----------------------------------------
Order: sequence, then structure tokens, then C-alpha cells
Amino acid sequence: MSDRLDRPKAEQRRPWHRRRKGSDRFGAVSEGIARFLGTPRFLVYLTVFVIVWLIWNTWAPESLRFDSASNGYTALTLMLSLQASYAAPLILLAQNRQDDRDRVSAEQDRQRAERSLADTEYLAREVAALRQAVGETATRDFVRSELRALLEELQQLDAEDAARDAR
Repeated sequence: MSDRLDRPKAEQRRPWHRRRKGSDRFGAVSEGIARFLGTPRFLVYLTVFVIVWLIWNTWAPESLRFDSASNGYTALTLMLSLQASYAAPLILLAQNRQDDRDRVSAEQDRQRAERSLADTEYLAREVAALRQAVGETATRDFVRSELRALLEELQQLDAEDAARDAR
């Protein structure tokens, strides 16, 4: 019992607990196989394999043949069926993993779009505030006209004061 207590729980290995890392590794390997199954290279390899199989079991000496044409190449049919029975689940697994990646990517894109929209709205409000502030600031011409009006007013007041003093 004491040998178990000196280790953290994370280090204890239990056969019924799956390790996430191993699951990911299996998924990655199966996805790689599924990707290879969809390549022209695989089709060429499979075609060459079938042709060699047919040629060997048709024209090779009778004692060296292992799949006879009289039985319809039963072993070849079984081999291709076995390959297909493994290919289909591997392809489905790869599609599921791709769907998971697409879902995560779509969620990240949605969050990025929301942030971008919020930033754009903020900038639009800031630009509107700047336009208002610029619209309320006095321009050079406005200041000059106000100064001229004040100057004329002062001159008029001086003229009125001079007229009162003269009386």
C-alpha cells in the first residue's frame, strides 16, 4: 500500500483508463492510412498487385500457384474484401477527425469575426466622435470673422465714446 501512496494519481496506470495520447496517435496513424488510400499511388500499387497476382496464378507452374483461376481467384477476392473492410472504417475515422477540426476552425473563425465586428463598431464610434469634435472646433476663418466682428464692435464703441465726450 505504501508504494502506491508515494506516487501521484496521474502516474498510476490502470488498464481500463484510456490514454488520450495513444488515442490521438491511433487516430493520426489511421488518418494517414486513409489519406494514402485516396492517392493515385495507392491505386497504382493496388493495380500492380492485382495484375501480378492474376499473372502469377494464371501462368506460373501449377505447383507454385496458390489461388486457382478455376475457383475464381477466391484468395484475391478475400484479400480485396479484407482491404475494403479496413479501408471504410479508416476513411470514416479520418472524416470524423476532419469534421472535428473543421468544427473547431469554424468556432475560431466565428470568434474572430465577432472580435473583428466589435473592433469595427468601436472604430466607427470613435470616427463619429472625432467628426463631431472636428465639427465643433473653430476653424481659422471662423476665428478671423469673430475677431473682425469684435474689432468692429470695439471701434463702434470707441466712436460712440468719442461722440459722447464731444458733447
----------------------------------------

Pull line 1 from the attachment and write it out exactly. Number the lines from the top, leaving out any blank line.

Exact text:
Order: sequence, then structure tokens, then C-alpha cells